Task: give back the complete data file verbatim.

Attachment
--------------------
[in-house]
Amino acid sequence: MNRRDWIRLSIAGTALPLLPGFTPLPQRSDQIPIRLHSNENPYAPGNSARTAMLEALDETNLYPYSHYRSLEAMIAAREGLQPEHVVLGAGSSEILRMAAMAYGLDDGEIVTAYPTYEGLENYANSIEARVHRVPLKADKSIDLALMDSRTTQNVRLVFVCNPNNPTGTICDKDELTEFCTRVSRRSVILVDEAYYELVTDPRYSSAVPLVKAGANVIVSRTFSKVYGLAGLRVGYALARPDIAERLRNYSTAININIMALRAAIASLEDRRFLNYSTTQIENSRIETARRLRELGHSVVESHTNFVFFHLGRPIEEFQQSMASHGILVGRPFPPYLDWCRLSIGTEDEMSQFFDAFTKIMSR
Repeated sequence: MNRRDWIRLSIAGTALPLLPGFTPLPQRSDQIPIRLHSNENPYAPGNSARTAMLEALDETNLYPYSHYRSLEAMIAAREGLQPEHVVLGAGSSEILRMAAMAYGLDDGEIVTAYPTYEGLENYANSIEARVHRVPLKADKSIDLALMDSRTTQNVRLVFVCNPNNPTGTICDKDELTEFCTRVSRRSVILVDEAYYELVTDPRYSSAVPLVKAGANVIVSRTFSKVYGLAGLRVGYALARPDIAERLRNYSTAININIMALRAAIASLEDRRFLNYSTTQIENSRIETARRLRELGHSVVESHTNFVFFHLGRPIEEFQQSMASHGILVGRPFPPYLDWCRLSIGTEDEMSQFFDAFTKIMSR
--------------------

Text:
[in-house]
Amino acid sequence: MNRRDWIRLSIAGTALPLLPGFTPLPQRSDQIPIRLHSNENPYAPGNSARTAMLEALDETNLYPYSHYRSLEAMIAAREGLQPEHVVLGAGSSEILRMAAMAYGLDDGEIVTAYPTYEGLENYANSIEARVHRVPLKADKSIDLALMDSRTTQNVRLVFVCNPNNPTGTICDKDELTEFCTRVSRRSVILVDEAYYELVTDPRYSSAVPLVKAGANVIVSRTFSKVYGLAGLRVGYALARPDIAERLRNYSTAININIMALRAAIASLEDRRFLNYSTTQIENSRIETARRLRELGHSVVESHTNFVFFHLGRPIEEFQQSMASHGILVGRPFPPYLDWCRLSIGTEDEMSQFFDAFTKIMSR
Repeated sequence: MNRRDWIRLSIAGTALPLLPGFTPLPQRSDQIPIRLHSNENPYAPGNSARTAMLEALDETNLYPYSHYRSLEAMIAAREGLQPEHVVLGAGSSEILRMAAMAYGLDDGEIVTAYPTYEGLENYANSIEARVHRVPLKADKSIDLALMDSRTTQNVRLVFVCNPNNPTGTICDKDELTEFCTRVSRRSVILVDEAYYELVTDPRYSSAVPLVKAGANVIVSRTFSKVYGLAGLRVGYALARPDIAERLRNYSTAININIMALRAAIASLEDRRFLNYSTTQIENSRIETARRLRELGHSVVESHTNFVFFHLGRPIEEFQQSMASHGILVGRPFPPYLDWCRLSIGTEDEMSQFFDAFTKIMSR